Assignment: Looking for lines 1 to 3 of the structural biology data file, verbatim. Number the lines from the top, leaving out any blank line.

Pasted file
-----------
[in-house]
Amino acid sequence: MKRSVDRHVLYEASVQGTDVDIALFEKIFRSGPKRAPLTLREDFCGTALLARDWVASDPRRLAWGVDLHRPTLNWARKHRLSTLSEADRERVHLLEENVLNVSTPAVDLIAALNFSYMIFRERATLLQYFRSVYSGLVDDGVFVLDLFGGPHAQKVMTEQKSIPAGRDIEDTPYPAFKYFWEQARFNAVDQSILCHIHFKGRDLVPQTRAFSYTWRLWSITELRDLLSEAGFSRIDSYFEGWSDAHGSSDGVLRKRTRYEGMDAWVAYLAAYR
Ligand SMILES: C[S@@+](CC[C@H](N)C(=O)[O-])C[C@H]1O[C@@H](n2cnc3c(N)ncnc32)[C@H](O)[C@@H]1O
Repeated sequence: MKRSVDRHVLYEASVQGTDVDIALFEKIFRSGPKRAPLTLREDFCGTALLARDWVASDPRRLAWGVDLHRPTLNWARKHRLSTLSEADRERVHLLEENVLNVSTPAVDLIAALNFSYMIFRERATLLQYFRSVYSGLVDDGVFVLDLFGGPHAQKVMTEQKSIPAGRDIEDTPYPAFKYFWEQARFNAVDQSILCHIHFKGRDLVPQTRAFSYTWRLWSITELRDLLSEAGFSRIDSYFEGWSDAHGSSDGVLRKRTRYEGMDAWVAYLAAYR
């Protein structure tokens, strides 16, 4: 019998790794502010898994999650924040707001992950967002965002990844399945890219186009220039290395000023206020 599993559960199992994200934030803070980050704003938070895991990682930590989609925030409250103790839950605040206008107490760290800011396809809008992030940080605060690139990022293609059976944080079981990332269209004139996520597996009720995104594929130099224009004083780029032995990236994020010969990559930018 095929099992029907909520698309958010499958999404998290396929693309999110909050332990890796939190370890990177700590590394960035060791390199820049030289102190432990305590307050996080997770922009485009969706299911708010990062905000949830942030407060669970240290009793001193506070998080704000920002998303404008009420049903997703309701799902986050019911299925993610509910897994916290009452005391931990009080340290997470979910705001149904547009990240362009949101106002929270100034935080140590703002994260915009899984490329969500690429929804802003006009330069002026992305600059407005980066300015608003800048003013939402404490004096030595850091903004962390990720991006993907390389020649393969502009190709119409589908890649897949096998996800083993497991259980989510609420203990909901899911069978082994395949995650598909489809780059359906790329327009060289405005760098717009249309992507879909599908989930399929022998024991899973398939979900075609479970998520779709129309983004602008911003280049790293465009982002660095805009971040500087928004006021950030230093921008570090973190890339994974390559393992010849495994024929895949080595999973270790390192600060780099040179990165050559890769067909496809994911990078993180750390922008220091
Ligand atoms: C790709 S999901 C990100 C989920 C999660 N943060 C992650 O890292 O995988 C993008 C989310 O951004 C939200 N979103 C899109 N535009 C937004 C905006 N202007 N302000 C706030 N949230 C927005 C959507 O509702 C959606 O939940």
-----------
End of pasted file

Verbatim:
[in-house]
Amino acid sequence: MKRSVDRHVLYEASVQGTDVDIALFEKIFRSGPKRAPLTLREDFCGTALLARDWVASDPRRLAWGVDLHRPTLNWARKHRLSTLSEADRERVHLLEENVLNVSTPAVDLIAALNFSYMIFRERATLLQYFRSVYSGLVDDGVFVLDLFGGPHAQKVMTEQKSIPAGRDIEDTPYPAFKYFWEQARFNAVDQSILCHIHFKGRDLVPQTRAFSYTWRLWSITELRDLLSEAGFSRIDSYFEGWSDAHGSSDGVLRKRTRYEGMDAWVAYLAAYR
Ligand SMILES: C[S@@+](CC[C@H](N)C(=O)[O-])C[C@H]1O[C@@H](n2cnc3c(N)ncnc32)[C@H](O)[C@@H]1O